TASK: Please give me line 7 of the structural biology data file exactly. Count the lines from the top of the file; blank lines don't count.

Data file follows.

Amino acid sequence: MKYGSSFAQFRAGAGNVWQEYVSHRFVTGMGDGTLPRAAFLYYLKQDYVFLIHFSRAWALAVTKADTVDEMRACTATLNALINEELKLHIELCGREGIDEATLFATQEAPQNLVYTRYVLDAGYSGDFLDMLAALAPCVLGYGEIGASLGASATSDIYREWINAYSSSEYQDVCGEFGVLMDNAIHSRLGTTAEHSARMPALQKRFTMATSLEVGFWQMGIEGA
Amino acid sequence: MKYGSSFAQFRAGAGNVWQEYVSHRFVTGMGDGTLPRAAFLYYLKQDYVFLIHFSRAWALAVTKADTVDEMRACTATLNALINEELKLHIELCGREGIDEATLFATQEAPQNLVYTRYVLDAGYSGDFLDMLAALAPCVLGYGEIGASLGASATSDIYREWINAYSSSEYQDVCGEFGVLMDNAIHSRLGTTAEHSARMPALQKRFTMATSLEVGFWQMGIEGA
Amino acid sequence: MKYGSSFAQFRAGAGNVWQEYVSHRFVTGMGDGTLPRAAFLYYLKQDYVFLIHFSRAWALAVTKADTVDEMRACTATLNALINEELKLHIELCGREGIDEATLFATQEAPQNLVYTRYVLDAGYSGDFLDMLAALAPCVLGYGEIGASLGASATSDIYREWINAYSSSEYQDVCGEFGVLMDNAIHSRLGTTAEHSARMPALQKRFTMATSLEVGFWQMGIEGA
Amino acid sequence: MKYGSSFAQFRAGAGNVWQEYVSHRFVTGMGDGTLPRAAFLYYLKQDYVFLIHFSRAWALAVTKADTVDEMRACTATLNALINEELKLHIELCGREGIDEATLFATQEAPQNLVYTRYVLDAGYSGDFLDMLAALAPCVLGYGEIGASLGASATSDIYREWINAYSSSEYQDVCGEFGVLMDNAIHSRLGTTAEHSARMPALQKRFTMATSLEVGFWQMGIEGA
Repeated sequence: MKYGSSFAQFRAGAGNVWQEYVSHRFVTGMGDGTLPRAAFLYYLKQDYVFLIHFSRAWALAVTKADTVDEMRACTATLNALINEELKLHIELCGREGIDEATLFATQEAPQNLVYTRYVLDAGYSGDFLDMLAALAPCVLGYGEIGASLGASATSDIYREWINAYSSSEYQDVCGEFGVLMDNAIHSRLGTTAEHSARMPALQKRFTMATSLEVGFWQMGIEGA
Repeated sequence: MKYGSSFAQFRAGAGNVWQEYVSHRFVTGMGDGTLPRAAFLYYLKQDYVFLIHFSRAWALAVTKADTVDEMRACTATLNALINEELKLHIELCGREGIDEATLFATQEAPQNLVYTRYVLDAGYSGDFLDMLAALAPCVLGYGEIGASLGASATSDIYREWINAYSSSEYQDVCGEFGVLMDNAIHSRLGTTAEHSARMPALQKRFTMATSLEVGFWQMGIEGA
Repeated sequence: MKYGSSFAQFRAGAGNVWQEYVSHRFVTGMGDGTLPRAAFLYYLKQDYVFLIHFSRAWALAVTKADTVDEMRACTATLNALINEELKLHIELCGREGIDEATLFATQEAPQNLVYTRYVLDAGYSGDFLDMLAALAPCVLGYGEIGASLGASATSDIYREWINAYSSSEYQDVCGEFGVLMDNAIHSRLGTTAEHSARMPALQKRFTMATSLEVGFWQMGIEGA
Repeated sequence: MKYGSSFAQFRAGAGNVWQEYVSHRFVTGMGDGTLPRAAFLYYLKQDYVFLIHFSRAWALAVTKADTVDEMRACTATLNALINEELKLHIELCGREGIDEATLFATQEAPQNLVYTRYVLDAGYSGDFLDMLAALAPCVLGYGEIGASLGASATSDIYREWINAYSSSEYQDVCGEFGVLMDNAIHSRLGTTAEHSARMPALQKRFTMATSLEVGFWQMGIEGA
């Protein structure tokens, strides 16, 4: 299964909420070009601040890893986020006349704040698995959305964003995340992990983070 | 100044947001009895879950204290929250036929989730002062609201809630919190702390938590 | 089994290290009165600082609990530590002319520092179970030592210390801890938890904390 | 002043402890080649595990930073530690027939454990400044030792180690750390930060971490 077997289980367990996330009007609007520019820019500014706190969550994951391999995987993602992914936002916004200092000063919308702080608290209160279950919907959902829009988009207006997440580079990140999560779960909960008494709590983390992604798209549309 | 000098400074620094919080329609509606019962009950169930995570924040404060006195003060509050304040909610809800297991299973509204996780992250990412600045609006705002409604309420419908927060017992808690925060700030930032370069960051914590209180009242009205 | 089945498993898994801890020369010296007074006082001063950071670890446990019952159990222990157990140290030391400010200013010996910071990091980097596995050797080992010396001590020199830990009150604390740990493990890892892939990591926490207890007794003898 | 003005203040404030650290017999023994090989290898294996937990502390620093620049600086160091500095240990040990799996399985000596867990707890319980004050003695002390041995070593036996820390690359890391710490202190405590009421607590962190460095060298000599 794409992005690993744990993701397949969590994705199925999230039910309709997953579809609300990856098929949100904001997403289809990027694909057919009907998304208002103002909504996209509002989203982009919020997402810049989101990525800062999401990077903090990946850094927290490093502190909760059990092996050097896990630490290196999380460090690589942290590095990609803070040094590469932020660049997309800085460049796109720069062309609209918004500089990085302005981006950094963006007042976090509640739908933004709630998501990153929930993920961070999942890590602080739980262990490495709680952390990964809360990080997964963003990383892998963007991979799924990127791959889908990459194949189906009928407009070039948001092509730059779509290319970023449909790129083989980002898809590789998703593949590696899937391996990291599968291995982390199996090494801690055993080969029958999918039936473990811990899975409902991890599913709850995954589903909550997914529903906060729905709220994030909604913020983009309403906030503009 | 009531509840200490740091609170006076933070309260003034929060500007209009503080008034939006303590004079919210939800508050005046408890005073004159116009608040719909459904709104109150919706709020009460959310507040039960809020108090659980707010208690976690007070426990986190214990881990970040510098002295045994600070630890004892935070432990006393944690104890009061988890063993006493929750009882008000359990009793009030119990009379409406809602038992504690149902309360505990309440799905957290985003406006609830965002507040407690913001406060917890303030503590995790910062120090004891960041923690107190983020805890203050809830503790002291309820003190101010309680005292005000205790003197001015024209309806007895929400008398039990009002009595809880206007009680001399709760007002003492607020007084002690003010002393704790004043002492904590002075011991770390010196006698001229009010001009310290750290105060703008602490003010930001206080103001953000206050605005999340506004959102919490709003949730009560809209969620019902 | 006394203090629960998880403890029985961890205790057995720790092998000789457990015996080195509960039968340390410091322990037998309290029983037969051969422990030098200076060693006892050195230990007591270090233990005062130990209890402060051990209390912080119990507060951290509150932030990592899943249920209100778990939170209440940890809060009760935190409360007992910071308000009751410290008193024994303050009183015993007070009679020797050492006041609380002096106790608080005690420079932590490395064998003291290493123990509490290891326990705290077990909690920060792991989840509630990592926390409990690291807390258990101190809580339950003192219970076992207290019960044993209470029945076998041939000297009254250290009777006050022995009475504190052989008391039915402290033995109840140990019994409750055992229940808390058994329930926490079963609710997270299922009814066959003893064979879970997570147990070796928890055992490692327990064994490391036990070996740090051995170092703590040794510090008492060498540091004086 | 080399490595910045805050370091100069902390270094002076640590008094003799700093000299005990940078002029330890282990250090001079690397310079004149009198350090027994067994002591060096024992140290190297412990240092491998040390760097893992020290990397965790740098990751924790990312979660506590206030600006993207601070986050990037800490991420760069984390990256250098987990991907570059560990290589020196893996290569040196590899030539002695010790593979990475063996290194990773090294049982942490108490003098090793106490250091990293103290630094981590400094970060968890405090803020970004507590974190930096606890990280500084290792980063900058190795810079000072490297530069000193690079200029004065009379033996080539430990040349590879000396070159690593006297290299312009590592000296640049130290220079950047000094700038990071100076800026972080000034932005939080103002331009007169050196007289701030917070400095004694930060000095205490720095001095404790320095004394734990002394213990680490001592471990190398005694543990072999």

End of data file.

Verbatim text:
Repeated sequence: MKYGSSFAQFRAGAGNVWQEYVSHRFVTGMGDGTLPRAAFLYYLKQDYVFLIHFSRAWALAVTKADTVDEMRACTATLNALINEELKLHIELCGREGIDEATLFATQEAPQNLVYTRYVLDAGYSGDFLDMLAALAPCVLGYGEIGASLGASATSDIYREWINAYSSSEYQDVCGEFGVLMDNAIHSRLGTTAEHSARMPALQKRFTMATSLEVGFWQMGIEGA